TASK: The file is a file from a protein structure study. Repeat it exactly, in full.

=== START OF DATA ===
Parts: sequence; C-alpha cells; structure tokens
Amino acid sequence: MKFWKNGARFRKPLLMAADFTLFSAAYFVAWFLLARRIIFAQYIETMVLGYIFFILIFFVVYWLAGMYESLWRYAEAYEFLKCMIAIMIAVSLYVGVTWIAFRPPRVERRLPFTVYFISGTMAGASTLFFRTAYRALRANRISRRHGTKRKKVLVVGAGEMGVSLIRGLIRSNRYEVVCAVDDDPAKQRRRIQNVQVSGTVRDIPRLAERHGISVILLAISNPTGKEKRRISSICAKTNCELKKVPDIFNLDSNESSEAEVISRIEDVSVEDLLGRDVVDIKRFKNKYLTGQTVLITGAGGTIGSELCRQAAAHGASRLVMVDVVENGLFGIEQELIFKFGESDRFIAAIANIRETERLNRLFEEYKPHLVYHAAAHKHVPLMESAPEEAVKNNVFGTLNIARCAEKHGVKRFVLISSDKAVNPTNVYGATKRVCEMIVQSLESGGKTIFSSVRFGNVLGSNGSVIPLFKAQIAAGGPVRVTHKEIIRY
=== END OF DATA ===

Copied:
Parts: sequence; C-alpha cells; structure tokens
Amino acid sequence: MKFWKNGARFRKPLLMAADFTLFSAAYFVAWFLLARRIIFAQYIETMVLGYIFFILIFFVVYWLAGMYESLWRYAEAYEFLKCMIAIMIAVSLYVGVTWIAFRPPRVERRLPFTVYFISGTMAGASTLFFRTAYRALRANRISRRHGTKRKKVLVVGAGEMGVSLIRGLIRSNRYEVVCAVDDDPAKQRRRIQNVQVSGTVRDIPRLAERHGISVILLAISNPTGKEKRRISSICAKTNCELKKVPDIFNLDSNESSEAEVISRIEDVSVEDLLGRDVVDIKRFKNKYLTGQTVLITGAGGTIGSELCRQAAAHGASRLVMVDVVENGLFGIEQELIFKFGESDRFIAAIANIRETERLNRLFEEYKPHLVYHAAAHKHVPLMESAPEEAVKNNVFGTLNIARCAEKHGVKRFVLISSDKAVNPTNVYGATKRVCEMIVQSLESGGKTIFSSVRFGNVLGSNGSVIPLFKAQIAAGGPVRVTHKEIIRY